The late Jimmy Shurden served almost 28 years as District 1 Constable before succumbing to cancer in April.
Shurden”s wife, Ruby, an employee with the Starkville Police Department, stepped up to complete her husband”s term until January. Now six candidates have their eyes on the position with hopes to begin their own long term run as District 1 Constable.
The eventual winner will be paid per service for a range of services. The constable is charged with serving legal notices such as summons, subpoenas, evictions and repossessions, serving as a bailiff in Justice Court, writing tickets and, when necessary, assisting the sheriff”s department or fellow constables. In rare cases constables will make arrests and may be tasked by a justice court judge to do some investigating.
William H. Ford
William Ford, 43, is a deputy commander with the Oktibbeha County Sheriff”s Office with 10 years on the job. He remains a part-time member of the Maben Police Department and is a former member of the Webster County Sheriff”s Office. Prior to beginning in law enforcement, Ford spent 10 years as a welder in Mathiston.
The Eupora High School graduate has lived in Oktibbeha for the past 18 years and hopes to use the constable”s office to get better acquainted with the citizens.
“You want to have somebody who”s well known in the community (as constable). Somebody who knows the county and can get the paper served on time,” said Ford. “I have 15 years in law enforcement, which has included serving papers.”
Ford is a Democrat.
Joe Morse, 62, has been with the OCSO 34 years, first as an auxiliary deputy, then moving to full-time four years ago. He currently serves as the transport officer and is in charge of registering sex offenders. Morse, a retired salesman” was once known as “the Redman” from his days selling smokeless tobacco.
Morse is a graduate of Lee High School in Columbus and went on to serve six years in the Navy. The Tennessee native has been in Mississippi since he was 10 and in Oktibbeha since 1973.
“I feel the job and workload of constable for the justice court should be a full-time position and I”m willing to be a full-time constable,” said Morse. “I learned a long time ago you need to be fair and honest with everybody, whether you think they”re a bad guy or a good guy.”
Morse is a Democrat.
Shank Phelps, 39, began his law enforcement career in 1992 as a jailer for the OCSO. He spent a year with the Starkville Police Department in 1993 before returning to the OCSO in 1994 as a deputy and currently serves as a commander.
The Starkville High School grad attended Hinds Community College on an athletic scholarship and studied criminal justice.
“I want the Justice Court system to run smoothly. If someone spends money to file a civil suit with the court, they want papers served in a timely manner,” said Phelps. “As a deputy sheriff, everything I do paperwork-wise goes through the Justice Court system, so I know every person in Justice Court on a first name basis.”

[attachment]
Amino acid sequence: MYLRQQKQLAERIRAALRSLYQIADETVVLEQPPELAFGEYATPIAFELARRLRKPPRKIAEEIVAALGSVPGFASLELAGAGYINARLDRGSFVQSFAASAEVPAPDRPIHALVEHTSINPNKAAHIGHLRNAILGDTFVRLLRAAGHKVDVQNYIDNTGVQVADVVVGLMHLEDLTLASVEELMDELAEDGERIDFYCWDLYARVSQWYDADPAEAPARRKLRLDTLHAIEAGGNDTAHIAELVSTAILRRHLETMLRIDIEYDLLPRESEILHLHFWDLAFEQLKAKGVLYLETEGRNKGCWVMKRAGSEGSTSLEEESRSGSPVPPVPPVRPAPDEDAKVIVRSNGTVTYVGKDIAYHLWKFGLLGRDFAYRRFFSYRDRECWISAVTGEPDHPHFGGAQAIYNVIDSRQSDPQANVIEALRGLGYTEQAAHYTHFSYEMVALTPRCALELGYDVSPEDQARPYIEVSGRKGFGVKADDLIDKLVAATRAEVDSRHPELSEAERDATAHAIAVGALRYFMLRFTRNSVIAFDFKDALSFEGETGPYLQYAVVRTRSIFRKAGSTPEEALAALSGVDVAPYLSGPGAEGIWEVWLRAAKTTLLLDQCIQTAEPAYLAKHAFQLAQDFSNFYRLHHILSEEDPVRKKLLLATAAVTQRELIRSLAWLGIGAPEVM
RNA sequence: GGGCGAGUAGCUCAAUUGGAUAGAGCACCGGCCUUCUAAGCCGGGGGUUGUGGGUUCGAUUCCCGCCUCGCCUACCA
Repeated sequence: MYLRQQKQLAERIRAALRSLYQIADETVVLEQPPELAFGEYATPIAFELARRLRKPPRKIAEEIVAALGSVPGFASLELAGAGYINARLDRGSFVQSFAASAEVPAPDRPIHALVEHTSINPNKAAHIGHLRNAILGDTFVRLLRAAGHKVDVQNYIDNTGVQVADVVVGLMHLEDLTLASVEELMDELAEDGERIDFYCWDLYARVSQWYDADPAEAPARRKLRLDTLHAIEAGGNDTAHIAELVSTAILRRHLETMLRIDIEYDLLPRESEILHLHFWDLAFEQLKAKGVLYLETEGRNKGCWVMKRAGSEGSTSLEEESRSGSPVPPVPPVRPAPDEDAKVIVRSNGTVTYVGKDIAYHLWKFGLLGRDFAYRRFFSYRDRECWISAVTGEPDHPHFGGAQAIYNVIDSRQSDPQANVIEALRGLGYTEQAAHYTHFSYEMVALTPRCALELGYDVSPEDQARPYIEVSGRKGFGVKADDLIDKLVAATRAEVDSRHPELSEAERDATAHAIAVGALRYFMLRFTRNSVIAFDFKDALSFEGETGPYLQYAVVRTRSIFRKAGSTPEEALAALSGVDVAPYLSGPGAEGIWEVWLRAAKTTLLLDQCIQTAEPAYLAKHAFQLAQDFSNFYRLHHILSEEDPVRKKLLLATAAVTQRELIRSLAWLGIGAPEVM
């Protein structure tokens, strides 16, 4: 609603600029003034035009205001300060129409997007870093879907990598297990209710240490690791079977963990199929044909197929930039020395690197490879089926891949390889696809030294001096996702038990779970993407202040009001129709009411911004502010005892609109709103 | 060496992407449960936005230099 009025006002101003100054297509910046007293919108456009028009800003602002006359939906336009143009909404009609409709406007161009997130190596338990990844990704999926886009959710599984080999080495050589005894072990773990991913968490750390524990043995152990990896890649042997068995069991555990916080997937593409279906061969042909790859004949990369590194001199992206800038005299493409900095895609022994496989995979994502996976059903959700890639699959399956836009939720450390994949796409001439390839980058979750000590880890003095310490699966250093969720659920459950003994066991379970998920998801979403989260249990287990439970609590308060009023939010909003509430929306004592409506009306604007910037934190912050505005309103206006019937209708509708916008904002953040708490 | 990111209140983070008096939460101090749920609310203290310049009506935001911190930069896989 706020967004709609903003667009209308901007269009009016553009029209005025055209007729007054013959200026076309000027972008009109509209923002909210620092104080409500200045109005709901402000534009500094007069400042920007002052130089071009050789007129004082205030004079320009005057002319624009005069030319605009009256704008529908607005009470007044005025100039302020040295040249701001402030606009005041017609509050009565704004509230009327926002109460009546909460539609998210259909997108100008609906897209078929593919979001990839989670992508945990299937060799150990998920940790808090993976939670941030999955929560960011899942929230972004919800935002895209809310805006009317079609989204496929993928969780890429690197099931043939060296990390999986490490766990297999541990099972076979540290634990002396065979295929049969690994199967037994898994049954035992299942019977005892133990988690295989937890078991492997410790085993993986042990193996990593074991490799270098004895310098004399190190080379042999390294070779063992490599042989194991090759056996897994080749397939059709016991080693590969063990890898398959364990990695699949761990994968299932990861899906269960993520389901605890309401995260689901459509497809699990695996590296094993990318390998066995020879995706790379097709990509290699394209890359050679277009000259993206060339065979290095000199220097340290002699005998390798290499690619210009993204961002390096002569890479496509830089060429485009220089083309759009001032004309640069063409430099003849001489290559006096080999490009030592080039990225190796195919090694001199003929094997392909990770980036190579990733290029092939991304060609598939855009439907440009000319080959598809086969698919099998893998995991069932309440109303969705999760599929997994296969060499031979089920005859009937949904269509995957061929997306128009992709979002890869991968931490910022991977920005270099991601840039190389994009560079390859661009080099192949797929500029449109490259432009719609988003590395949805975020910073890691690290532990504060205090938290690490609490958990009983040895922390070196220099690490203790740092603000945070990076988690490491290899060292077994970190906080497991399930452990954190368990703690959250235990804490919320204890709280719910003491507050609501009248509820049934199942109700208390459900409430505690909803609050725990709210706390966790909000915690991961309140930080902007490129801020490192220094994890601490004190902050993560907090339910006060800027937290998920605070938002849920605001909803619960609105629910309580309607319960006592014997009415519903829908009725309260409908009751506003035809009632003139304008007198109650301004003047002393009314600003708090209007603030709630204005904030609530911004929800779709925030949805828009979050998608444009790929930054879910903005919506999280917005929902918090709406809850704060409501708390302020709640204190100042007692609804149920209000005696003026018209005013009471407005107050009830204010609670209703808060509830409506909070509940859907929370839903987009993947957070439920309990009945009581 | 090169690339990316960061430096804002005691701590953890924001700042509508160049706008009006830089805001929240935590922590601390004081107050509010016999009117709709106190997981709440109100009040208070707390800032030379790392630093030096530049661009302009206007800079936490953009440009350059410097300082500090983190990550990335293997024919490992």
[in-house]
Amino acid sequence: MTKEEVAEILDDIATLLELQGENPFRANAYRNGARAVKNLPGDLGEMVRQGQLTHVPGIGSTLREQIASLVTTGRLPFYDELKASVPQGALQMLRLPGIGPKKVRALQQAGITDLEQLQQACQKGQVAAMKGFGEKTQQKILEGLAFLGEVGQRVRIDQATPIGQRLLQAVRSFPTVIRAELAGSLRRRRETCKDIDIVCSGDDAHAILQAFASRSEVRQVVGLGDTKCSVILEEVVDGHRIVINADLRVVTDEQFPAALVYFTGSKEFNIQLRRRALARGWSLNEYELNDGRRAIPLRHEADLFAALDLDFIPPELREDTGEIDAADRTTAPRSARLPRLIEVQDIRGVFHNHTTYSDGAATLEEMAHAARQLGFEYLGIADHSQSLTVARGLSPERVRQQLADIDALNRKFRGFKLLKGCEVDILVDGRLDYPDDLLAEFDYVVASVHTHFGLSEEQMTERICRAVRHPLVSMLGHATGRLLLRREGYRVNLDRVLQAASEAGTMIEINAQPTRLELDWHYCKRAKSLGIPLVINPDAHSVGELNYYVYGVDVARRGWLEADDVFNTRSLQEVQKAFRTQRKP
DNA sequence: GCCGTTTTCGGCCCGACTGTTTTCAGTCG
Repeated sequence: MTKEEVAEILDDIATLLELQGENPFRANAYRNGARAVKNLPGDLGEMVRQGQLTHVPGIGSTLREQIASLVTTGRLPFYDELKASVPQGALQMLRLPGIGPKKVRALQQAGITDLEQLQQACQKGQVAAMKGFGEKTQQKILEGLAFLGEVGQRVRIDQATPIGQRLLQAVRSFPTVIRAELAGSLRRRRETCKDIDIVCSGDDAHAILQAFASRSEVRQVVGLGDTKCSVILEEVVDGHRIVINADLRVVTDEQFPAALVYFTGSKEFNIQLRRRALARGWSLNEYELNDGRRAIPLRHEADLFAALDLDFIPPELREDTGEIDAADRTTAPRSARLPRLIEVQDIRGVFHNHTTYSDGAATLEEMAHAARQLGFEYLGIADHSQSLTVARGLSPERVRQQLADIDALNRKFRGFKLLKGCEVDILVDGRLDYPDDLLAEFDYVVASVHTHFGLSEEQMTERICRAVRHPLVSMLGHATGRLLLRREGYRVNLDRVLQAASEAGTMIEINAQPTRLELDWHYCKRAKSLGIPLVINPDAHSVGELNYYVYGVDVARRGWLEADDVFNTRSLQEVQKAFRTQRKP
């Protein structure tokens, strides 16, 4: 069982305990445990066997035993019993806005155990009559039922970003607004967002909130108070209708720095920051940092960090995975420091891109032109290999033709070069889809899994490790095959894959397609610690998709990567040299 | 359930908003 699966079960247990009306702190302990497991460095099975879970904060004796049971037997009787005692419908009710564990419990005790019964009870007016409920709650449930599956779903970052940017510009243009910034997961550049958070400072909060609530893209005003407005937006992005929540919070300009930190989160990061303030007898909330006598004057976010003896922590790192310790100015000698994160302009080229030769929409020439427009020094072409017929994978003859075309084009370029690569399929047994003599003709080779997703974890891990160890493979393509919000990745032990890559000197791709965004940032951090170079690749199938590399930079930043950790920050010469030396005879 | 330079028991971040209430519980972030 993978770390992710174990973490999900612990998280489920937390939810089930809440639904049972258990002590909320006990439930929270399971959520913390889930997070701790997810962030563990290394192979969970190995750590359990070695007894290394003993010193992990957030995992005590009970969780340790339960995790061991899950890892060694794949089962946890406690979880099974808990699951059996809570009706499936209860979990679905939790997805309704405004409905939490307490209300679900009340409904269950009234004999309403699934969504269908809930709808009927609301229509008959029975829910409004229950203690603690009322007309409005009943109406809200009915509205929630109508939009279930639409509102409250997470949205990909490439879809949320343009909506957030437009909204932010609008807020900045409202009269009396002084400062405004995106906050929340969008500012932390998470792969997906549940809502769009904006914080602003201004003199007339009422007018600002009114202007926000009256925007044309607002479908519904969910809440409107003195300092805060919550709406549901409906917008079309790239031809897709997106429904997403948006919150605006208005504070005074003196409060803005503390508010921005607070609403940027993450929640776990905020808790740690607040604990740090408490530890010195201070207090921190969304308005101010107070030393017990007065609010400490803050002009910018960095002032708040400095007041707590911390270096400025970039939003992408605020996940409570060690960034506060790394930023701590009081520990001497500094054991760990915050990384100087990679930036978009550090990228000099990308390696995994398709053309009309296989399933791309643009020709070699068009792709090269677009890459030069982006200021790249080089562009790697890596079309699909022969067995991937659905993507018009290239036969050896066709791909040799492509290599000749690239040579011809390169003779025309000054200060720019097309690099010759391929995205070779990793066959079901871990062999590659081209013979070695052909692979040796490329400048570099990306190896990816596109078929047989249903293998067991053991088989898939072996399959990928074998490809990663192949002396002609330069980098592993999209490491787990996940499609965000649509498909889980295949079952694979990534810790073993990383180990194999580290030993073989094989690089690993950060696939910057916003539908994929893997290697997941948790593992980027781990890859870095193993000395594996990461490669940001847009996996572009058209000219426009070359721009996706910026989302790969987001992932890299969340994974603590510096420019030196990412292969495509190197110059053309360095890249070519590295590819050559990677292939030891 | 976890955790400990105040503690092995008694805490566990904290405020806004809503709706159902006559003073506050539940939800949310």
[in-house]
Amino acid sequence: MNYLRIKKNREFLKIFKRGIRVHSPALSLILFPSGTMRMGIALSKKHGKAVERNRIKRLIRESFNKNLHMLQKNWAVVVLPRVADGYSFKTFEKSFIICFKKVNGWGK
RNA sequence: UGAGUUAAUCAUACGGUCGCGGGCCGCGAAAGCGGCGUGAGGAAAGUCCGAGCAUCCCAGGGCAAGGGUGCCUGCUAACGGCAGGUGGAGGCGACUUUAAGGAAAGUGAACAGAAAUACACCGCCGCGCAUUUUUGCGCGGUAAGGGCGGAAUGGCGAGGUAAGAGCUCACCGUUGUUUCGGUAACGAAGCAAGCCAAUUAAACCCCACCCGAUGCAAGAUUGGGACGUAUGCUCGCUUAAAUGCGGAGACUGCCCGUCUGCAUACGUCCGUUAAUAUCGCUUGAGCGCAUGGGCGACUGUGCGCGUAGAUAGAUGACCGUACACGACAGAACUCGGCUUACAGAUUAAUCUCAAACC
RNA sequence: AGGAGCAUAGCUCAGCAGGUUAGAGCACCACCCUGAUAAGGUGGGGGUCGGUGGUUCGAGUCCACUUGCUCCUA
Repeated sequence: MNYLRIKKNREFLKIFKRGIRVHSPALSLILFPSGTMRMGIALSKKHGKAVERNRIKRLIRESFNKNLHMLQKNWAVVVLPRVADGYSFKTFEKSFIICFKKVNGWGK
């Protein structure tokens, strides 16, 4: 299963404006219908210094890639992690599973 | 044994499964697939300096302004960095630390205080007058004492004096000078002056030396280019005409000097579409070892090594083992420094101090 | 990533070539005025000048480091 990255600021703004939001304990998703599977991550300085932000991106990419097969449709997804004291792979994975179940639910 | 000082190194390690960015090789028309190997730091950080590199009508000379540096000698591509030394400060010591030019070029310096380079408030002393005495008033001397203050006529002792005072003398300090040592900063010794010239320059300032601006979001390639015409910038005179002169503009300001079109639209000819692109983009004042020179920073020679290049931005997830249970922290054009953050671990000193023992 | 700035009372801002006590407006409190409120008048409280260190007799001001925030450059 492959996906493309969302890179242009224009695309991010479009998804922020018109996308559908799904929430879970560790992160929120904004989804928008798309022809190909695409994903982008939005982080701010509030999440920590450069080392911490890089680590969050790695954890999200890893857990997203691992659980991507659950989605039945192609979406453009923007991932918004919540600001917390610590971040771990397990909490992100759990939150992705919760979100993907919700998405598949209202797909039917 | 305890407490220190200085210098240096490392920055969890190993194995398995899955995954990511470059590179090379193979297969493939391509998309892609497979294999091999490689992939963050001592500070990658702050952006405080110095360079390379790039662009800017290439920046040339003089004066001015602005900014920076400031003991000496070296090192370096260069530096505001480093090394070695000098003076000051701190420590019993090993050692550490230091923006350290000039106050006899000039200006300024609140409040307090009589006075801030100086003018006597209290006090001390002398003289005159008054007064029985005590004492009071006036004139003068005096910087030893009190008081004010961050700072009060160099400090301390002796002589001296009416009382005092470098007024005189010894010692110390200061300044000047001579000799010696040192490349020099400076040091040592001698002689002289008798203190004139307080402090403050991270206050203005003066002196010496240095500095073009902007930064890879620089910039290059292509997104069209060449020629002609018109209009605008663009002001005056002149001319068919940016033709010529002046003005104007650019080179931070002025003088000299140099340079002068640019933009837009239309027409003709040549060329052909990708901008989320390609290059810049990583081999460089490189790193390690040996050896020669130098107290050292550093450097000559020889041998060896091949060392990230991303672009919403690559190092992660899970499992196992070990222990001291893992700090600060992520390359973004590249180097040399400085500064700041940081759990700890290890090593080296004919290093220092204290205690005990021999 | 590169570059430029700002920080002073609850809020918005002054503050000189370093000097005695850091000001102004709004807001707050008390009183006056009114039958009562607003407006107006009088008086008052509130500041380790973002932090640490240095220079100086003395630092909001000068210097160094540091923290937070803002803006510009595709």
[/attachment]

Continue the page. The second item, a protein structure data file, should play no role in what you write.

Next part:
Phelps is a Republican.
Tom Roberson, 38, is a sergeant with the Starkville Police Department with 10 years on the force. The SHS and Mississippi State University graduate in sports medicine previously directed a wellness center through North Mississippi Medical Center.
“I”ve been a part of this community my entire life and, now that I have a family and children, I want to be a part of what makes it better,” said Roberson. “I have a background in law enforcement as well as investigative experience and a number of years on the SWAT team. I”ve been a part of most people”s families in this community in one fashion or another.”
Roberson believes voters must consider who will do the best job over the long term when choosing a candidate.
He is a Republican.
Curtis White, 62, has served part time with the OCSO since 1991. He”s also worked at Weavexx since 1989 and spent seven years prior to that working at a prison in Jackson, Mich., where he graduated high school.
White is a Starkville native, but moved to Michigan for a spell before returning in 1988.
Since joining the OCSO, White has worked as a road deputy, a court bailiff, in the juvenile court, as the exercise officer and as the transport officer.
“I”ve done the duties of a justice court constable. I”ve worked with all the judges,” said White. “I feel the citizens of District 1 need to know who their constable is. They need to have a personal relationship with him and he needs to be involved in the community. The constable job is part time but needs full-time obligation.”
White is a Democrat.
David Starsky could not be reached for this article.
Jason Browne was previously a reporter for The Dispatch.